DENVER (AP) — The family of an immigrant living in a Denver church to avoid deportation hopes he will be home in time for Christmas.
Arturo Hernandez's wife on Friday said meetings with immigration officials in Washington have given her hope her husband will be able to leave the church. He would qualify for President Obama's deportation relief if he didn't have an already-active deportation case.
Ana Sauzameda and her two children were part of a group of religious leaders and families seeking shelter from deportation in churches that flew to Washington this week to lobby for wider leniency from the Obama administration.
The president last month said his administration would permit as many as 4 million immigrants living here illegally with U.S. citizen children to stay in the country and work. But many immigrants who at first blush may qualify will slip through the cracks. Hernandez could be one of them because of his four-year-old deportation case.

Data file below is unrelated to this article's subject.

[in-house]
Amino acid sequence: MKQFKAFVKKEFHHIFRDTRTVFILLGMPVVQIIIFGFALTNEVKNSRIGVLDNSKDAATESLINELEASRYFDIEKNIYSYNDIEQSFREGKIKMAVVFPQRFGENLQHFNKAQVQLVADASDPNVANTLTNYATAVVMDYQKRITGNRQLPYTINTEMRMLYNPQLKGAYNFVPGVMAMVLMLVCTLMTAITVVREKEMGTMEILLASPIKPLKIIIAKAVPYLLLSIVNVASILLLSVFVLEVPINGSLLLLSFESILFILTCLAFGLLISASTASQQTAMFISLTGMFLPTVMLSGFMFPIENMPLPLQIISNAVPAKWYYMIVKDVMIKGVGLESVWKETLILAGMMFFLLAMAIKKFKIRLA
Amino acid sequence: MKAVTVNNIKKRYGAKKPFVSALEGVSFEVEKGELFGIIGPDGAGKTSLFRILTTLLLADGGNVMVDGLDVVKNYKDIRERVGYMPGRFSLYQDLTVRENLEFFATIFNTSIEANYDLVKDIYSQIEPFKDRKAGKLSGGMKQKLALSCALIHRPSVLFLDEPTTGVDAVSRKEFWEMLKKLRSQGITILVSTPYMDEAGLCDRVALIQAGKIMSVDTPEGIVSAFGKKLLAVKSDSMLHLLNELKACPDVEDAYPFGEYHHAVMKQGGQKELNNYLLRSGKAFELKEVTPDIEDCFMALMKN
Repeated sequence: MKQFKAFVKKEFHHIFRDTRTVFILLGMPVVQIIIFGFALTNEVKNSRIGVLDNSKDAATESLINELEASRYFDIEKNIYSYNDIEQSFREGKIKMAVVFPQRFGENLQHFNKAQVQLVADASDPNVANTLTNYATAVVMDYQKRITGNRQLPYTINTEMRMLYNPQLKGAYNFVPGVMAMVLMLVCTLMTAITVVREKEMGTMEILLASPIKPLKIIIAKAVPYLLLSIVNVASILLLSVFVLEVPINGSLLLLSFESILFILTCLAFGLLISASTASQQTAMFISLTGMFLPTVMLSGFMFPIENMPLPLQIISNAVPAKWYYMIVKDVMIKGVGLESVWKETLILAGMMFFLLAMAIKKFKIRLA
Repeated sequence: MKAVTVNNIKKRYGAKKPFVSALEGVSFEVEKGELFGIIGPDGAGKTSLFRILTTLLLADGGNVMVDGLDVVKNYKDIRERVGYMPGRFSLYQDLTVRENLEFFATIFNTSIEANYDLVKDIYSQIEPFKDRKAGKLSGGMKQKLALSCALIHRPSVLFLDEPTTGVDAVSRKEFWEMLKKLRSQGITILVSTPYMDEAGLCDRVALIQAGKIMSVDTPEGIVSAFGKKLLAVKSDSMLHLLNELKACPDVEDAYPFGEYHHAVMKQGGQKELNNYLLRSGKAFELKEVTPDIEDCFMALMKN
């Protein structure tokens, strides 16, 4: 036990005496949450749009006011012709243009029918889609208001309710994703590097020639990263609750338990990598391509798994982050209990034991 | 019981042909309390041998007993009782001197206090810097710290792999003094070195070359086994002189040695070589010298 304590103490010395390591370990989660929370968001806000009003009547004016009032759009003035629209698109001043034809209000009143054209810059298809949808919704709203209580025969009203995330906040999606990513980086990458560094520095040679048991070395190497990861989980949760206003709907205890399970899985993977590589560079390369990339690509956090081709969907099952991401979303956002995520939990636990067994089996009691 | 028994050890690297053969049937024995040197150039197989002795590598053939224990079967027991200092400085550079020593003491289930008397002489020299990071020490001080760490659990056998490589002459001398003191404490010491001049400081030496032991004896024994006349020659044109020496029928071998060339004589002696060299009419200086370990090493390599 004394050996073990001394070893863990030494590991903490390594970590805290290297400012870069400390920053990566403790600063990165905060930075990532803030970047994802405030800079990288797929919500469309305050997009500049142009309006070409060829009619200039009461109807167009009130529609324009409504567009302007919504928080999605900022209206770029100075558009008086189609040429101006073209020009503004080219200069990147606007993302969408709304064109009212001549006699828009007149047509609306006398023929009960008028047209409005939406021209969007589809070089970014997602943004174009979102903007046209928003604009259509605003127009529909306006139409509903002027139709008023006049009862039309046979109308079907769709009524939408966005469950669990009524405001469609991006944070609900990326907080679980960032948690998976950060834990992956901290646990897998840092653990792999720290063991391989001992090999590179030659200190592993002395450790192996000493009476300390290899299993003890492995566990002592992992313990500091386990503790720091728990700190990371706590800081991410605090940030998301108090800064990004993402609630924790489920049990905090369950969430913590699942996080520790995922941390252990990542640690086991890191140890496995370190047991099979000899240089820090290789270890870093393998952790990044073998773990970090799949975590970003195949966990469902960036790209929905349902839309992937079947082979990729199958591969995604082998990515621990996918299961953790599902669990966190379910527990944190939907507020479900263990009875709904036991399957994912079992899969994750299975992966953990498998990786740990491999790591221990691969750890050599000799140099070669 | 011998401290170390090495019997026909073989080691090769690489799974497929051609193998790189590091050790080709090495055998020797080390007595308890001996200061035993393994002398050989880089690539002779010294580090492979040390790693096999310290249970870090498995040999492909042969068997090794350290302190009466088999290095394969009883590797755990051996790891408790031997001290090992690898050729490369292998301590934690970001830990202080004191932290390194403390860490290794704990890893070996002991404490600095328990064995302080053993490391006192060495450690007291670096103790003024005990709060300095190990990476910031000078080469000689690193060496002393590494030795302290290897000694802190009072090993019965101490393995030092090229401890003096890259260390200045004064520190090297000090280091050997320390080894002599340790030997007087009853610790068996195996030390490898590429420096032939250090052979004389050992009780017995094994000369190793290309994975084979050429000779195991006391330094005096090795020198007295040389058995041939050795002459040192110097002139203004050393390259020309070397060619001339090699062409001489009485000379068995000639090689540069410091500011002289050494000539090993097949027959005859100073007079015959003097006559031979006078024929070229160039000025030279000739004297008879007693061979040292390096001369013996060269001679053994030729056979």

It stems from an assault charge that Hernandez was acquitted of at trial. But it prevents Hernandez from qualifying for deportation relief that Sauzameda and their oldest daughter both can receive. The couple's youngest daughter, age 9, is already a U.S. citizen.
The state's three Democratic congressional representatives have urged the Obama administration to let Hernandez, who fled to the church in October after immigration officials issued a final deportation order, to stay in the country.
On Friday, Sauzameda said she was heartened by the attention that officials in Washington and Denver have given the case and that she remains hopeful.
"We hope he will be home for Christmas," Sauzameda said.